Monica Lewinsky blows back: what's she trying to prove?
A message for Hillary Clinton about that affair - and a correction for Beyonce about that lyric
HAS Monica Lewinsky got her claws out for Hillary Clinton? The 40-year-old who will be forever known as “the former White House intern” is breaking a silence more than ten years long with an essay under her own name in next month’s Vanity Fair.
The magazine posted a teaser this week, instantly generating headlines proving that neither age nor custom can stale the story of how an affair involving oral sex in a White House closet and semen stains on a blue dress brought Bill Clinton to the edge of impeachment.
“It’s time to burn the beret and bury the blue dress,” writes Lewinsky as she instead dusts off the two iconic garments of the 1998 scandal for the scrutiny once again of a salacious public.
She writes that it is time to stop “tiptoeing around my past - and other people’s futures. I am determined to have a different ending to my story. I’ve decided, finally, to stick my head above the parapet so that I can take back my narrative and give a purpose to my past. (What this will cost me, I will soon find out.)”
“Other people’s futures” is, needless to say, a reference to Hillary and her presumed run for her husband’s old office next year.
Lewinsky claims that one reason she has kept mum for so long was to avoid becoming an issue during Hillary Clinton’s 2008 campaign, in which she lost to Barack Obama.
“I remained virtually reclusive, despite being inundated with press requests. I put off announcing several media projects in 2012 until after the election,” Lewinsky writes. “And recently I’ve found myself gun-shy yet again, fearful of ‘becoming an issue’ should [Hillary Clinton] decide to ramp up her campaign. But should I put my life on hold for another eight to ten years?”
It is worth remembering that in Congress's impeachment hearings the unfortunate Lewinsky revealed her belief that Clinton had promised to leave Hillary and marry her in due course.
For a while at least, from Lewinsky's perspective Hillary really does seem to have been the “other woman” standing between her and marital bliss with a rather spectacular catch. It was one of the more curious, and saddening, details of the affair – and it might certainly motivate revenge.
Lewinsky notes the recent revelation that Hillary once described her to a friend, Diane Blair, as a “narcissistic loony toon”.
“If that’s the worst thing she said, I should be so lucky,” Lewinsky writes. “Mrs. Clinton, I read, had supposedly confided to Blair that, in part, she blamed herself for her husband’s affair (by being emotionally neglectful) and seemed to forgive him.
“Hillary Clinton wanted it on record that she was lashing out at her husband’s mistress. She may have faulted her husband for being inappropriate, but I find her impulse to blame the Woman — not only me, but herself — troubling.”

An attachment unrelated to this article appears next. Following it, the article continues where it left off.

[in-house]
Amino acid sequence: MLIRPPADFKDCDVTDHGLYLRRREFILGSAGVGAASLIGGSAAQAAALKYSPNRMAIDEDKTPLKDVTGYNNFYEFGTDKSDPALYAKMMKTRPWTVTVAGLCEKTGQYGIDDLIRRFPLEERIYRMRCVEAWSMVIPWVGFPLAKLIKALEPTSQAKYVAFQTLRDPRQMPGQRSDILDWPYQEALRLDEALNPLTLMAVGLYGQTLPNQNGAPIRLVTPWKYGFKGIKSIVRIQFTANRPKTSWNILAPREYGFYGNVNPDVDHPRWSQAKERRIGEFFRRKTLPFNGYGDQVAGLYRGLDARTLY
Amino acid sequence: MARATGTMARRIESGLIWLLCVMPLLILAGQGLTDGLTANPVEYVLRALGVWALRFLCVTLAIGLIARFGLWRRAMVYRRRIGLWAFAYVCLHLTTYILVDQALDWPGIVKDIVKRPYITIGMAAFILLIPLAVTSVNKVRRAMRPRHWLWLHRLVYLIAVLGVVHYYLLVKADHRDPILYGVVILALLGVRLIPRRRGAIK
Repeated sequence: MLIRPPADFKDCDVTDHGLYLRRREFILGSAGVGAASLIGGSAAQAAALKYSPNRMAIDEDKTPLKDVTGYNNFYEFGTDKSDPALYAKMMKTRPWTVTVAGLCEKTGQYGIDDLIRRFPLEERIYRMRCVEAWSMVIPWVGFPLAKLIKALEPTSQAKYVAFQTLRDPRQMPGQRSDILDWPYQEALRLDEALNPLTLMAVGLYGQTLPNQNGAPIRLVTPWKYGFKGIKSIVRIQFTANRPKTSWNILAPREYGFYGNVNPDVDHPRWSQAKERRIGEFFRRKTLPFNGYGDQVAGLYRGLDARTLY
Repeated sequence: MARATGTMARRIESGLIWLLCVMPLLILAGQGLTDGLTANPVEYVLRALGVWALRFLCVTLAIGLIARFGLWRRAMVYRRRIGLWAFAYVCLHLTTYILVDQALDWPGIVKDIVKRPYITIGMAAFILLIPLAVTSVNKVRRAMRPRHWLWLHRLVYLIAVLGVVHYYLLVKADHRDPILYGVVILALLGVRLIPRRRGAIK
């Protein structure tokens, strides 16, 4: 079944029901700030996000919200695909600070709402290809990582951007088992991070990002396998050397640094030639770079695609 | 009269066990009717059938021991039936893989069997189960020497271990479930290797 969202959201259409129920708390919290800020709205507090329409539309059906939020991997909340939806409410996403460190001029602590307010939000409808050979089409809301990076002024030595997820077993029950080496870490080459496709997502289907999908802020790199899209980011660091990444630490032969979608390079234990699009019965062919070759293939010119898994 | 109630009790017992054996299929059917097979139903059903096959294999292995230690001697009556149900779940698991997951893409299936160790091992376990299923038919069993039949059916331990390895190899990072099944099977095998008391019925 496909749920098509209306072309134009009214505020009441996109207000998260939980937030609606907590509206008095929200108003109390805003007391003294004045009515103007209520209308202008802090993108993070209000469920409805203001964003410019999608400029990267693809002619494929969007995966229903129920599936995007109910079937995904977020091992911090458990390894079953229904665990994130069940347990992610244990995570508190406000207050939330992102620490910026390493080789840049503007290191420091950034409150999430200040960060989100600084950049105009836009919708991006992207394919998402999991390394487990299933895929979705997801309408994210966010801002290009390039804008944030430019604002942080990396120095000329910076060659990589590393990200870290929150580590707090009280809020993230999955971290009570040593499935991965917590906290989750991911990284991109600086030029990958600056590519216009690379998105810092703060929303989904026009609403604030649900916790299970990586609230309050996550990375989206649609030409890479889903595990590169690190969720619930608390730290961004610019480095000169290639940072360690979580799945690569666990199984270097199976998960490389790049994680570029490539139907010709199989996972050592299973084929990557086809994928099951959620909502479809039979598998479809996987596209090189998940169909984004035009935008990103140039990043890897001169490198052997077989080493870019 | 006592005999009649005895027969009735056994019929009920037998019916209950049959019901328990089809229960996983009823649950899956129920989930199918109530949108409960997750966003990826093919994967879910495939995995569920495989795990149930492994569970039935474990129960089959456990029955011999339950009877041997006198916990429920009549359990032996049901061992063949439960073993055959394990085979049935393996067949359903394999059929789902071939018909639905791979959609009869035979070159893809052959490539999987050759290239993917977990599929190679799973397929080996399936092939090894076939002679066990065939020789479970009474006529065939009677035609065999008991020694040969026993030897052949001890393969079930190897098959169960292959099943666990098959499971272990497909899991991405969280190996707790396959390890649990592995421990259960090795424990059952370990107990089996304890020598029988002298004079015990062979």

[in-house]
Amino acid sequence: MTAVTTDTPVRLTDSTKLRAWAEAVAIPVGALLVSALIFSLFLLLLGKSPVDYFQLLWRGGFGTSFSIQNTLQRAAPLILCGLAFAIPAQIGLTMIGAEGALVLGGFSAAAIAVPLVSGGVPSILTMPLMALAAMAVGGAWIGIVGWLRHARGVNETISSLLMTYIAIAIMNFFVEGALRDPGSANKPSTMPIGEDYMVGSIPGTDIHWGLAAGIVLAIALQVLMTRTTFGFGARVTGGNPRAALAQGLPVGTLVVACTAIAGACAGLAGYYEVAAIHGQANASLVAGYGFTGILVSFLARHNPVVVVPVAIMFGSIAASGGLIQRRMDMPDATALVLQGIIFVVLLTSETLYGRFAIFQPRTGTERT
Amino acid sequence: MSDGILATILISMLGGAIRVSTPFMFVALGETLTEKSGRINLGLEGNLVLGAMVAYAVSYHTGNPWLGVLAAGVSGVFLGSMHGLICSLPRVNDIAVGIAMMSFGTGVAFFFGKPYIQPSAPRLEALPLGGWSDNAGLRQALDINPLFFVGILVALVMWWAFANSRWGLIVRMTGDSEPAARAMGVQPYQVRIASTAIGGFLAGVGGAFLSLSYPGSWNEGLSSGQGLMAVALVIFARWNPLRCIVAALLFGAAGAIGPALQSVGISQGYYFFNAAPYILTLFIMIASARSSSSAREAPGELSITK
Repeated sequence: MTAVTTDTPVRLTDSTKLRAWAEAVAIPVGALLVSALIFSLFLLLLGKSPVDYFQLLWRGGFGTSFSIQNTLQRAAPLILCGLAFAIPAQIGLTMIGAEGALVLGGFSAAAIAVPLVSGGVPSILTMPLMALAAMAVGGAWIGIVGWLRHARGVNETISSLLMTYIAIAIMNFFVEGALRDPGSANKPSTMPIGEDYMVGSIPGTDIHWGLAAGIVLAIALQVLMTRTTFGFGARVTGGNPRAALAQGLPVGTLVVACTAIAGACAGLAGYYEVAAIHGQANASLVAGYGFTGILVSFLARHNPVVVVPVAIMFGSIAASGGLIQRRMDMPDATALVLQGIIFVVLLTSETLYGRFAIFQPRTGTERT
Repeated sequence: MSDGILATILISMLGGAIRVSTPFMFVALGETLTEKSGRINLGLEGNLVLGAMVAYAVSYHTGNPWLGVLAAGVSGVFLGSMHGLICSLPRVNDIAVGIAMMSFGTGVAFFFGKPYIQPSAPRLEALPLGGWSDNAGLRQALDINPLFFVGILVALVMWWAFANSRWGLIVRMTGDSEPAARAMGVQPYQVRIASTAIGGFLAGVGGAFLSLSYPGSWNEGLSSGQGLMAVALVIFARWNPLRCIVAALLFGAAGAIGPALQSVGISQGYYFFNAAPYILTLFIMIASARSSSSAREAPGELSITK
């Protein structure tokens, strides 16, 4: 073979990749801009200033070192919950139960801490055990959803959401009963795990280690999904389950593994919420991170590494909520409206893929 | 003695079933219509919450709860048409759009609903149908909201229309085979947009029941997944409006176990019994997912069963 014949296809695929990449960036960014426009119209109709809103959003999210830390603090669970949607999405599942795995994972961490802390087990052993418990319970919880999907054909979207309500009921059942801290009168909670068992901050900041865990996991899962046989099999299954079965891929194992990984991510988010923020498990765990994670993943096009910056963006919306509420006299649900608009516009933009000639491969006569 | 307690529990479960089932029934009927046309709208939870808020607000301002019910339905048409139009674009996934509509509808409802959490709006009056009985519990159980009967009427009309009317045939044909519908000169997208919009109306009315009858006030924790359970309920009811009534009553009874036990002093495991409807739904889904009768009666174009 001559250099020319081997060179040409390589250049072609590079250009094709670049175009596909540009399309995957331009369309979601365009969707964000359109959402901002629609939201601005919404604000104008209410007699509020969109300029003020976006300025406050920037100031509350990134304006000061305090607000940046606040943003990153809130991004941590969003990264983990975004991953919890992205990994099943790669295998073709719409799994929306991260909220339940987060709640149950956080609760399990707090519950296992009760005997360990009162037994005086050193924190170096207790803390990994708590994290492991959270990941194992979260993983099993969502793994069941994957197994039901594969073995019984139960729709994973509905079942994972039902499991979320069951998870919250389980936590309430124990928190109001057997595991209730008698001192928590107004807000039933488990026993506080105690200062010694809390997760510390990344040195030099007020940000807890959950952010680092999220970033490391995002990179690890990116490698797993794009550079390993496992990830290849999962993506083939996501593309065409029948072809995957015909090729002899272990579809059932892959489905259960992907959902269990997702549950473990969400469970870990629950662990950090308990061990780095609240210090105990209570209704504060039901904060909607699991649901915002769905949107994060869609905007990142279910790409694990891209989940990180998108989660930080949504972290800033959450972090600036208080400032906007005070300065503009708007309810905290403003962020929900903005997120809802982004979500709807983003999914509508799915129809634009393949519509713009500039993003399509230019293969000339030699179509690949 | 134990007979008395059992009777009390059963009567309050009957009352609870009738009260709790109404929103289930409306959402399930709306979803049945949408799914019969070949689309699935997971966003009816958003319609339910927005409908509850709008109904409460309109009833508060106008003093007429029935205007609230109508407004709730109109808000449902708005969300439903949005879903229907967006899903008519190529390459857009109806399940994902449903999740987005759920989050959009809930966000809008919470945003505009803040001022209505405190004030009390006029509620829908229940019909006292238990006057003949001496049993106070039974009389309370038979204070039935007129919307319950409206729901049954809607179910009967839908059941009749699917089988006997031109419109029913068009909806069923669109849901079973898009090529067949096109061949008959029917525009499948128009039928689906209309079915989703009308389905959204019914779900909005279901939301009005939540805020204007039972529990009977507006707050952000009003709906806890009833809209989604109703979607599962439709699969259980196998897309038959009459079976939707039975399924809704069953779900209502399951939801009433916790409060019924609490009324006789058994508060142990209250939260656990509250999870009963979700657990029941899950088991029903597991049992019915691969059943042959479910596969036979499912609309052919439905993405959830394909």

Within hours of the Vanity Fair press release, Daniel D’Addario had noted at Salon: “It’s Lewinsky’s desire to defend herself against Hillary Clinton’s years-old criticisms that seems to have motivated the piece — she’s staking out ground before Clinton runs for president (if she indeed will).”
Lewinsky also makes it clear that she does not consider that her affair with Clinton amounted to an abuse of power because he was the President and she an intern in her 20s.
She regards the affair as one “between consenting adults” and that it was the humiliation she suffered in the aftermath that has blighted her life.
“Sure, my boss took advantage of me, but I will always remain firm on this point: it was a consensual relationship. Any ‘abuse’ came in the aftermath, when I was made a scapegoat in order to protect his powerful position…
"The Clinton administration, the special prosecutor’s minions, the political operatives on both sides of the aisle, and the media were able to brand me. And that brand stuck, in part because it was imbued with power.”
And who steered the “Clinton machine” to survival - not just that of Bill as president, but of the family brand? Hillary, with consummate control and skill.
Officially, Lewinsky has decided to break her silence in defence of others who have suffered shaming in the media. The headline of the piece, above a portrait of the woman once described as “the portly pepperpot” lounging on a settee looking shapely but fit, is 'Shame and Survival'.
According to the Vanity Fair release, Lewinsky was brought to tears when she learned of the 2010 suicide of Tyler Clementi, the 18-year-old Rutgers freshman who had been secretly streamed via Webcam kissing another man.
But it was Lewinsky's mother was was most distraught at Clementi's death. “She was reliving 1998," writes Monica, "when she wouldn’t let me out of her sight. She was replaying those weeks when she stayed by my bed, night after night, because I, too, was suicidal.
"The shame, the scorn, and the fear that had been thrown at her daughter left her afraid that I would take my own life — a fear that I would be literally humiliated to death.”
Lewinsky clarifies that she has never actually attempted suicide, but had strong suicidal temptations several times during the investigations and during one or two periods after.
Lewinsky writes that after Clementi threw himself off the George Washington Bridge, “my own suffering took on a different meaning. Perhaps by sharing my story, I reasoned, I might be able to help others in their darkest moments of humiliation."
FOOTNOTE on that blue dress: Lewinsky takes the opportunity to correct Beyonce for her use of her name in her recent raunchy hit Partition, in which she sings: “He popped all my buttons, and he ripped my blouse/He Monica Lewinsky-ed all on my gown".
“Thanks, Beyonce,” writes Lewinsky, “but if we’re verbing, I think you meant ‘Bill Clinton’d all on my gown,’ not ‘Monica Lewinsky’d’.”